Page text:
The Motor & Equipment Manufacturers Association (MEMA) and the Commercial Vehicle Safety Alliance (CVSA) are lobbying Congress hard to pass H.R. 3820, known as the "Commercial Motor Vehicle Advanced Safety Technology Tax Act," as a way to encourage fleets to install proven safety systems on their trucks.
"Our mission is to promote motor vehicle safety and security and save lives – and we believe passge of this bill will help us do that," said Stephen Campbell, CVSA's executive director, at a press briefing in Washington D.C. outlining the details of the proposed tax credit. "This will encourage fleets to invest in safety technology and help prevent or least substantially mitigate collisions between large trucks and cars."
At its core, H.R. 3820 provides tax credit worth 50% of the purchase price, up to $1,500 per system, with a maximum of $3,500 per vehicle and a maximum of $350,000 per fleet per taxable year. Technologies covered by the bill include collision warning, lane departure warning, blind spot warning, vehicle stability, and brake stroke monitoring.
CVSA in particular believes such tax credits will encourage faster adoption of safety technologies by the trucking industry – helping reduce the roughly 5,000 killed every year in truck-car crashes on U.S. highways. "We believe those statistics can be directly impacted by this bill," said Campbell. "The bottom line is only about 7% of all commercial vehicles today are equipped with such safety systems."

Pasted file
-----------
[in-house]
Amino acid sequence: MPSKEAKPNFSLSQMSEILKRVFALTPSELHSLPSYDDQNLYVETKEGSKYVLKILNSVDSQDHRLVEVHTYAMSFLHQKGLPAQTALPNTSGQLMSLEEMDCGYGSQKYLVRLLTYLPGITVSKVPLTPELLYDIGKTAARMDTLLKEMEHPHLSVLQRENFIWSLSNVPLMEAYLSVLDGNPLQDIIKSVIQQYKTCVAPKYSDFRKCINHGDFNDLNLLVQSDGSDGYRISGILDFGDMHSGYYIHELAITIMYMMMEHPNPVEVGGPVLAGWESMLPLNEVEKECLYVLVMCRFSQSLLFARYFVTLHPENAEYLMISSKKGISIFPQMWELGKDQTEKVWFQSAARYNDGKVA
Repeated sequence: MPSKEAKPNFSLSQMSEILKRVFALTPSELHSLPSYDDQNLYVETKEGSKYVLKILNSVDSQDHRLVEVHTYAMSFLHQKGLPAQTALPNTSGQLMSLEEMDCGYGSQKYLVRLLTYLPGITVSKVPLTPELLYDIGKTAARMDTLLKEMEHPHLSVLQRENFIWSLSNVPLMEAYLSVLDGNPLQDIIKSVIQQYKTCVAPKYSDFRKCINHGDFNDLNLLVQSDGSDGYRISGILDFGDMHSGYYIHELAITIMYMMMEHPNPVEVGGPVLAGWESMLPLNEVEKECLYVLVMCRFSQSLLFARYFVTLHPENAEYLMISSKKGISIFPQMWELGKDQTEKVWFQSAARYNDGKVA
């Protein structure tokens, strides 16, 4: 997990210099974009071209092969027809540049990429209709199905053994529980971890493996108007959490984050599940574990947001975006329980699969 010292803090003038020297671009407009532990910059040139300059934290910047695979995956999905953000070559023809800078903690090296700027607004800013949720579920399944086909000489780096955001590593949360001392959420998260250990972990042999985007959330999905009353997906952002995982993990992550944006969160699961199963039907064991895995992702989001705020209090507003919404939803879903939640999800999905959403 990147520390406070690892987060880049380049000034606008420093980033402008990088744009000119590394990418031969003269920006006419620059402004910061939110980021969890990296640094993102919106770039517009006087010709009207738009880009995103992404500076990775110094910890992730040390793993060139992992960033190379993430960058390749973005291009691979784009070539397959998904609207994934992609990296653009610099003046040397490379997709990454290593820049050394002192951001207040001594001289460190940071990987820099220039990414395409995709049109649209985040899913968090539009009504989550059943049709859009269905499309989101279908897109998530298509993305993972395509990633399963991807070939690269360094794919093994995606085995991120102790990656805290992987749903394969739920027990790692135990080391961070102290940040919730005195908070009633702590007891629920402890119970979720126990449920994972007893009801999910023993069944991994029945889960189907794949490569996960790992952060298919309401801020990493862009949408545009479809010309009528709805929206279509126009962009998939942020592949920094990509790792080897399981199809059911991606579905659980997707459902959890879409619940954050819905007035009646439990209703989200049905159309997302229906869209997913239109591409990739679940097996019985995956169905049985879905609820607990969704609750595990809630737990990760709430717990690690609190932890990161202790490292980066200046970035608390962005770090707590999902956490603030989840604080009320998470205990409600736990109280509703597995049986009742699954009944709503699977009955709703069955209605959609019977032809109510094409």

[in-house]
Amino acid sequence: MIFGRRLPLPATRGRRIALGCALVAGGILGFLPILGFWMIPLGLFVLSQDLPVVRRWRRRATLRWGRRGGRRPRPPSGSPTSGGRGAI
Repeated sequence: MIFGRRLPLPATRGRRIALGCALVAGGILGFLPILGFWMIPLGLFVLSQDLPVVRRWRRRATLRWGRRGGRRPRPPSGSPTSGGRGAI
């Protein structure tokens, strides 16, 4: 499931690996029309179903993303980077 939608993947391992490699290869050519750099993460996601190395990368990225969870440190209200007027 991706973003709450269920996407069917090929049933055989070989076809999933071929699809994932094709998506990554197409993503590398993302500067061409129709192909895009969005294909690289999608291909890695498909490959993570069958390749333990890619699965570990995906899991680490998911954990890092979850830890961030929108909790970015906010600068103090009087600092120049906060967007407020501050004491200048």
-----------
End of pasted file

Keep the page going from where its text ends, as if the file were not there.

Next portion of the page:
While Campbell is in favor of mandating such technology for commercial trucks and buses, he also stressed that the time lag to get such mandates on the books – anywhere from two to five years in terms of the federal rulemaking process – would needlessly delay the adoption of technology proven and ready to go today.
"By providing a tax credit, it encourages more widespread of this technology in a much shorter window of time," he said. "It's proven, it's been out there for a while now, and we've seen it work. While it's perfectly legitimate to suggest a mandate for these systems, in the meantime, people will be dying. We need to do something now that will improve safety faster than the rulemaking process can."